Weekes hadn't played since being lifted after allowing four goals in the second period of a 5-2 loss to the New York Rangers nine days ago. He was a lot sharper after watching Clemmensen play three in a row.

"It's always fun when you get a chance to play," said Weekes, now 100-161-39 in his NHL career. "It's a privilege to play in the NHL and I've always had that attitude my entire career. This one was pretty special. Now I know what Marty feels like every day. He's always hitting some milestone."

Devils coach Brent Sutter was pleased with Weekes' play.

"Weekes was solid," Sutter said. "He made the saves that he had to. We got out of Weekes what we wanted."

The Devils gave Weekes a two-goal lead late in the first period when David Clarkson and Travis Zajac scored 10 seconds apart against Isles goaltender Joey MacDonald, both on deflections.

"That really killed us," Islanders captain Bill Guerin said. "They got some really timely goals tonight. You've got to give them credit. They played a real solid game on not a lot of rest."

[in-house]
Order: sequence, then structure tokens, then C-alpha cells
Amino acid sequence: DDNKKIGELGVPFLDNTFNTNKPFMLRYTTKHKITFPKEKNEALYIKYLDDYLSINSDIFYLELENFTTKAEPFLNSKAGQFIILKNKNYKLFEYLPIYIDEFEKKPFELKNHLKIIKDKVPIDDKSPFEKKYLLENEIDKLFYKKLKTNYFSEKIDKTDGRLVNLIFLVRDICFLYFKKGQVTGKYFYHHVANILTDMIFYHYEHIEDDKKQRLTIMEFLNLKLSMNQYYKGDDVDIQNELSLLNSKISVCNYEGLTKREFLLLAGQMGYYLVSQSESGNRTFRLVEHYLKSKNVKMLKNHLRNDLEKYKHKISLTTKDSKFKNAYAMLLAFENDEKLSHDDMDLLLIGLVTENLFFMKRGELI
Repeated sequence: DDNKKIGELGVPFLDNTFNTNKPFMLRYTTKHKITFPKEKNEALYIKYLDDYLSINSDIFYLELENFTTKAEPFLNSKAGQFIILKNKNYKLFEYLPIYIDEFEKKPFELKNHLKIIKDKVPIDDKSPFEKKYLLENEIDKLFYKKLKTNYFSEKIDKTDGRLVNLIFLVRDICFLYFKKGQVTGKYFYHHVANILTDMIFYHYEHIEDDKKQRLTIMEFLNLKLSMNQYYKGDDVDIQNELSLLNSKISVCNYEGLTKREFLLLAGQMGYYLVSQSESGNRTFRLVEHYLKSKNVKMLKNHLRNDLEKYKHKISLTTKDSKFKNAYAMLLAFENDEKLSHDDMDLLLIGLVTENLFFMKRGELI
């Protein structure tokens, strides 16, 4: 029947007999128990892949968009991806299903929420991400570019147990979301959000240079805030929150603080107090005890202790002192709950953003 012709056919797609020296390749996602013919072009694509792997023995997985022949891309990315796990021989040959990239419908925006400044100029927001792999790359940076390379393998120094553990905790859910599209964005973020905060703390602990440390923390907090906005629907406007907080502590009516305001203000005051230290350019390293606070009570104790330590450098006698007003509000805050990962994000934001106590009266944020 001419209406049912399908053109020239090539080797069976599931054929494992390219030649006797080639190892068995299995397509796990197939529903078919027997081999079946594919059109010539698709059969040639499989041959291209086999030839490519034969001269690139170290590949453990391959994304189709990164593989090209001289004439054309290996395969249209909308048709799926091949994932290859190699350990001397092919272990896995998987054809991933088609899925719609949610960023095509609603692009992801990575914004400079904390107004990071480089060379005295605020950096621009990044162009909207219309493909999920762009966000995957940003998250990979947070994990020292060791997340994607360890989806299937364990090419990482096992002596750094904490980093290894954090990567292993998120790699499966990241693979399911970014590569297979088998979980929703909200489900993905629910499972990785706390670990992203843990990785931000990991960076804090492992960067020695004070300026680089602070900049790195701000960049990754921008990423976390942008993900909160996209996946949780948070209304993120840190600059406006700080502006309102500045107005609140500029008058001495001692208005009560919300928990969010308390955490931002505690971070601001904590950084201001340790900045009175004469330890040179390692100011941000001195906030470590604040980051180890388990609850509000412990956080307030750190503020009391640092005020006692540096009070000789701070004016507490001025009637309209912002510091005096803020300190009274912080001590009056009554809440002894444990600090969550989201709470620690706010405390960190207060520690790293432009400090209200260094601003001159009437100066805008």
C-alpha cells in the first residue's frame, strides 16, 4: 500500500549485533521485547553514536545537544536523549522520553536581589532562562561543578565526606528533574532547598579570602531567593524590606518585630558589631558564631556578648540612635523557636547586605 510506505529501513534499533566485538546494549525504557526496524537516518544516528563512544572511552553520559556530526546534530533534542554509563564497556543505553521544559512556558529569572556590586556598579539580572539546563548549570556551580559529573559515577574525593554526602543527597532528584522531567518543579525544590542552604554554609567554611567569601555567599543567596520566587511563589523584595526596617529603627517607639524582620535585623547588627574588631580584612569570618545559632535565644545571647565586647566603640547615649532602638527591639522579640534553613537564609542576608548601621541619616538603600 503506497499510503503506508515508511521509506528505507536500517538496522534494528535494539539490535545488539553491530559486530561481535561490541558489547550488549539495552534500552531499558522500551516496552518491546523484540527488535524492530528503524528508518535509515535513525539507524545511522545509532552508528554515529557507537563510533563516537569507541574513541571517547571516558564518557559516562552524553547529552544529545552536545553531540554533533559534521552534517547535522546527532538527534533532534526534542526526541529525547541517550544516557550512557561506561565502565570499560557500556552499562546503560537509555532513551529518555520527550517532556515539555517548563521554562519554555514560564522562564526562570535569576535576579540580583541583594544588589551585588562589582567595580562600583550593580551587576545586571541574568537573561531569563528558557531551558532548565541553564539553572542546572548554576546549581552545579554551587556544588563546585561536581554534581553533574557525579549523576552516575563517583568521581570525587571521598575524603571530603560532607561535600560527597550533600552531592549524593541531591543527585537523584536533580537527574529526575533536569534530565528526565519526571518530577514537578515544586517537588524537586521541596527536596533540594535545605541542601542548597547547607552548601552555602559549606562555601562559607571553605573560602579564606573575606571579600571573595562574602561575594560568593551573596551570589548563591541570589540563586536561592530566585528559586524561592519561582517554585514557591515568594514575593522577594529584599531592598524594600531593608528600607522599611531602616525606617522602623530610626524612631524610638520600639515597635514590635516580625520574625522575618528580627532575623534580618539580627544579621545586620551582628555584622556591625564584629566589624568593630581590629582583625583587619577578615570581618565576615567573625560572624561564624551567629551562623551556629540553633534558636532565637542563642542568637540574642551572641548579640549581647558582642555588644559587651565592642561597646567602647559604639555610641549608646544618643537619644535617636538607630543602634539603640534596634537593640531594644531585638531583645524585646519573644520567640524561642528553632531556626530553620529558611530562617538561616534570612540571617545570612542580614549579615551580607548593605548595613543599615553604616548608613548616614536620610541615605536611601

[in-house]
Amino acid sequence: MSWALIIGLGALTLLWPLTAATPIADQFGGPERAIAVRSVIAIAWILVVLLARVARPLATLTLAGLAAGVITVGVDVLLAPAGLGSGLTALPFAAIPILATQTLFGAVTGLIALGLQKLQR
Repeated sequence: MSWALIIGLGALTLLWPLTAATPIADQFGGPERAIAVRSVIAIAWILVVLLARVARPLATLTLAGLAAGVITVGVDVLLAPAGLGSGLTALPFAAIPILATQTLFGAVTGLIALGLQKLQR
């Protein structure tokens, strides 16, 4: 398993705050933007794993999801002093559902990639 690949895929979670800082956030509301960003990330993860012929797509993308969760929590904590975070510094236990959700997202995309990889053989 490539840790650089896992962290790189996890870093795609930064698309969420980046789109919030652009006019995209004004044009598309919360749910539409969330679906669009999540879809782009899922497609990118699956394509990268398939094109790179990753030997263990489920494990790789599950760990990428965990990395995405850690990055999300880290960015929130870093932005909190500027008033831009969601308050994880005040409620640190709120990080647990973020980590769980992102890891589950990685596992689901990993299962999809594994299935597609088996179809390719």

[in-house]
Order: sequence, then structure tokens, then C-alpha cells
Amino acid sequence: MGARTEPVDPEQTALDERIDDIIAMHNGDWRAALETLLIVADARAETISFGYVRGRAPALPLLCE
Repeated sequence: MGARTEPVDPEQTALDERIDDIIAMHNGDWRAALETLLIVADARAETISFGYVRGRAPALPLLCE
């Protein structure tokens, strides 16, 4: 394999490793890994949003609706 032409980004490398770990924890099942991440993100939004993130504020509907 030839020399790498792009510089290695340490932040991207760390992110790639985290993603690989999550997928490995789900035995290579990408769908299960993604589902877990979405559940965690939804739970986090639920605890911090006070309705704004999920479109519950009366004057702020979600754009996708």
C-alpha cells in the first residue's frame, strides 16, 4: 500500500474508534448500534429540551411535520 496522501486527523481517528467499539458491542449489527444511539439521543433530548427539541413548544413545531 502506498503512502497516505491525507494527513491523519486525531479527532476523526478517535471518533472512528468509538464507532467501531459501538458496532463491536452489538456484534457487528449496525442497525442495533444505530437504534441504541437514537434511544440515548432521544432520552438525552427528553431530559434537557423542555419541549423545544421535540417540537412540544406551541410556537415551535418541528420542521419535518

The Islanders came out stronger in the second period, but weren't really lucky. Andy Hilbert's bad-angled shot from near the right boards sailed through a screen and past Weekes at 3:29, but Bryce Salvador put the Devils back in front by two just 23 seconds later when his slap shot hit Isles defenseman Chris Campoli and went past MacDonald.

Sean Bergenheim's backhand rebound at 13:04 cut the margin back to one, but Brian Gionta jammed in a loose puck for a shorthanded goal at 19:44.

"That's a huge play," Sutter said. "It's 3-2, and you start the period then (up) 4-2. To get up two goals like that was big."

Paul Martin's goal during a 5-on-3 power play in which only one of the three Islanders on the ice in front of MacDonald had a stick closed the scoring.

"I thought we played a very complete game," Sutter said. "We played well. Our faceoffs, we did a lot of things right. We had times in the second period where certain things happened and we still held our composure tonight. We didn't get run out of position. We were solid, a very solid team tonight."

"''He's the best player at it — and he's watching, coaching against you. It definitely adds a little bit more to the game, and I wanted to show my stuff.'' -- Hurricanes forward Eric Staal on playing in front of Wayne Gretzky
The Islanders saw their three-game winning streak snapped.